From David Rittenhouse
[ca. 20 Aug. 1791]
If we consider the same thing in the manner following we shall immediately perceive that the proposition is not new. Since the hole in the vessel may be of any size it may be equal to the intire bottom. The vessel then becomes a Cylinder and the problem is reduced to this, To find the lenghth of a perpendicular Cylinder in which a fluid will descend from the top to the bottom in a given time—that is, the space thro’ which a heavy body descends in the Same time, which brings it immediately to the Case of a Pendulum. Yours &c.
RC (DLC); addressed: “Mr. Jefferson”; undated, but endorsed by TJ as received 20 Aug.  and so recorded in SJL.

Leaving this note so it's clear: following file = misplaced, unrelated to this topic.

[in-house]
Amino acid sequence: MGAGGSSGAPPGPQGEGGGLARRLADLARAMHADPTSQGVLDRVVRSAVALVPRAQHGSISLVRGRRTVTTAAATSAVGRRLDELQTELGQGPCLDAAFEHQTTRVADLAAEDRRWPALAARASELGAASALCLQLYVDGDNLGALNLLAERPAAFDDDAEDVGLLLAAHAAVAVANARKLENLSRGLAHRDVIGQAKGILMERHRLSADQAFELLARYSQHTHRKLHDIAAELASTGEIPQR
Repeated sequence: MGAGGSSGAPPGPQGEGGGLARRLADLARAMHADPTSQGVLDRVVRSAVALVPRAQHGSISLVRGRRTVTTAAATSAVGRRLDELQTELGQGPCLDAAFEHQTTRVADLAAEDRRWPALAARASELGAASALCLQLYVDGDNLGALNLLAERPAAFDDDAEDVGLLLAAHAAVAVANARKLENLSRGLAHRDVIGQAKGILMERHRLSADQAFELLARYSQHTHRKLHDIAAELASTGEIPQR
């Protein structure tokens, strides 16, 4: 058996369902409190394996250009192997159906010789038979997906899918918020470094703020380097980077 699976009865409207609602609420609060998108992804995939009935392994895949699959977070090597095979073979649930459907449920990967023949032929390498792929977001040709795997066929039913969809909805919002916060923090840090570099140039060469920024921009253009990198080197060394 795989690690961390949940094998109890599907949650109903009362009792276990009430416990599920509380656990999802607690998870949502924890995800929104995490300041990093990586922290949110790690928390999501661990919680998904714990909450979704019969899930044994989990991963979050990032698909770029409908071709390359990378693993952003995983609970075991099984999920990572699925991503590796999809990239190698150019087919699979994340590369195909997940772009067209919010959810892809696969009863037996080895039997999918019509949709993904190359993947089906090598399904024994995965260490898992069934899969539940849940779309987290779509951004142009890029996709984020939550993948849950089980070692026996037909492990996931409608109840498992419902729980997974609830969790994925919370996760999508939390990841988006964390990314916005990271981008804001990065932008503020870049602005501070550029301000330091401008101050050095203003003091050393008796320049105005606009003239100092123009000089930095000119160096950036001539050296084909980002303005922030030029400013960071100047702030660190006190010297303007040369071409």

No communication from TJ to Rittenhouse to which the above was a response has been found, but clearly the two were again discussing the use of the rod pendulum as a unit of measure as they had done the previous summer when TJ was preparing his report on weights and measures. This renewed discussion may have been prompted by TJ’s having received from Condorcet on 19 July 1791 the report of the Academy of Sciences recommending a unit of measure of which he thoroughly disapproved (see note to Condorcet to TJ, at 3 May 1791, and TJ to Condorcet, 30 Aug. 1791).